• Measure:

    • Radioactivity

      • Air

      • Water

      • Food

    • Radiation dose

      • At site boundary

      • Public exposures


Remp objectives

REMP: Objectives

  • Protection of environment and people from releases

  • Documentation of existing and continuing radiological conditions

  • Compliance with regulations

  • Documentation of unanticipated environmental effects

  • Protection from legal liabilities

  • Research: verification of models


Remp design

REMP: Design

  • Facility information

    • Radioactivity produced

    • Physical form

      • Particulates

      • Gasses

      • Chemical

    • Effluent controls

  • Pathway information


Remp what to measure

REMP: What to Measure

  • Direct gamma radiation

    • Thermoluminescent dosimeters

    • Ionization meters (real time)

  • Air pathways (inhalation/ingestion)

    • Air (particulates/iodine)

    • Crops

    • Grass-cow-milk pathway


Remp how to measure

REMP: How to Measure

  • Continuous measurements of effluents

    • Stack monitors to measure airborne effluents

    • Radiation monitors in liquid streams

  • Periodic grab samples from environment

    • Food products (milk, fish, vegetables, etc.)

    • Plants (pasture grass, broad leaf vegetation)


Remp measurements direct radiation

REMP: MeasurementsDirect Radiation

Thermo- Luminescent Dosimeters (TLD) measure radiation from facility


Remp measurements direct radiation1

REMP: MeasurementsDirect Radiation


Remp water measurements

REMP: Water Measurements

  • Water pathways (ingestion)

    • Water

    • Fish

    • Aquifers

    • Invertebrates

    • Field/outfall mixing zones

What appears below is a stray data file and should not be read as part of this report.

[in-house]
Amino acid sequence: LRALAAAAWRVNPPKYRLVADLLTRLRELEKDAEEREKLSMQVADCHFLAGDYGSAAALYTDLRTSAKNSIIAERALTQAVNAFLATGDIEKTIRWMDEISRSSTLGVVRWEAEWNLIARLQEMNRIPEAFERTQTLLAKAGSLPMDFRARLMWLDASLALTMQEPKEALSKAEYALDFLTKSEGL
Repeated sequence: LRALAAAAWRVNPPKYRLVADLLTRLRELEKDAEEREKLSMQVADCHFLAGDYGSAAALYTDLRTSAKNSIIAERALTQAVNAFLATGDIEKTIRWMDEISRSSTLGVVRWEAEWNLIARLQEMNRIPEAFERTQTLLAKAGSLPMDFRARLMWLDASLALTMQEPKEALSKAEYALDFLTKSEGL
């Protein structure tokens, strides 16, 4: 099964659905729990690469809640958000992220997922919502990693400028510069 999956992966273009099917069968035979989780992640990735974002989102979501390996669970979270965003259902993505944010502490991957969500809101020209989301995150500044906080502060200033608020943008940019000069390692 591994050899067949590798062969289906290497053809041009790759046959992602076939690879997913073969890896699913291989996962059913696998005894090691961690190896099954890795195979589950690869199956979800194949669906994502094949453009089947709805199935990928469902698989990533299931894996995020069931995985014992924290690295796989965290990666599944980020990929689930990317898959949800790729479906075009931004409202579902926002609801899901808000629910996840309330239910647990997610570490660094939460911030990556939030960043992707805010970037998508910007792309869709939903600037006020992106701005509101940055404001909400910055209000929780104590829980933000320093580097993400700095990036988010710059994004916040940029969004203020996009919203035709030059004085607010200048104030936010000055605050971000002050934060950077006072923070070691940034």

Remp air measurements

REMP: Air Measurements

  • Noble gases:

    • Not chemically reactive

    • Readily dispersed

  • Gases of interest

    • Xe-133, Xe-135

      • Short half-lives (5.2 day, 9.1 hr)

    • Kr-85

      • Long half-life (10.8 yr)


Remp air measurements1

REMP: Air Measurements

  • Tritium (H-3)

    • Liquid effluents

      • Cannot remove from water

  • Iodine and particulates

    • I-131, Cs-137, Sr-90,Co-60

      • Readily removed from effluent

      • Very small releases


Remp air measurements2

REMP: Air Measurements

Low volume air sampler measures particulate material and iodine


Natural radioactivity

Natural Radioactivity

  • Cosmic ray produced

    • H-3, C-14, Na-22, Be-7

      • 4 million Curies of H-3 produced each year

  • Terrestrial

    • Uranium-238 and Thorium-232 series

      • Radium and radon

    • Potassium-40, Rubidium-87


Typical radioactivity in the environment

Typical Radioactivity in the Environment

  • Air particulates

    • Gross beta: 0.004 - 0.04 pCi/m3

    • Be-7: 0.02 - 0.2 pCi/m3

  • Air Iodine

    • Not detectable

  • Soil

    • Sr-90: 0.02 - 0.2 pCi/g

    • Cs-137: 0.1 - 1.0 pCi/g

    • K-40: 5 - 20 pCi/g

    • Ra-226: 10 - 50 pCi/g


Typical radioactivity in the environment1

Typical Radioactivity in the Environment

  • Precipitation

    • Gross beta: 1 - 4 pCi/L

    • H-3: 75 - 200 pCi/L

    • Be-7: 40 - 100 pCi/L

  • Water

    • Gross beta: 0.5 - 5.0 pCi/L

    • H-3: 75 - 200 pCi/:L

    • I-131: 0.25 - 1.0 pCi/L (hospital releases)

  • Sediment

    • Cs-137: 0.1 - 1.0 pCi/g


Typical radioactivity in the environment2

Typical Radioactivity in the Environment

  • Fish

    • Sr-90: 0.002 - 0.02 pCi/g

    • Cs-137: 0.01 - 0.02 pCi/g

  • Milk

    • I-131: not detectable

    • Cs-137: 1 - 10 pCi/L

    • K-40: 1000 - 2300 pCi/L

    • Sr-90: 0.5 - 5.0 pCi/L

  • Food products

    • K-40: 0.5 - 5.0 pCi/g

    • Sr-90: 0.002 - 0.02 pCi/g


  • Login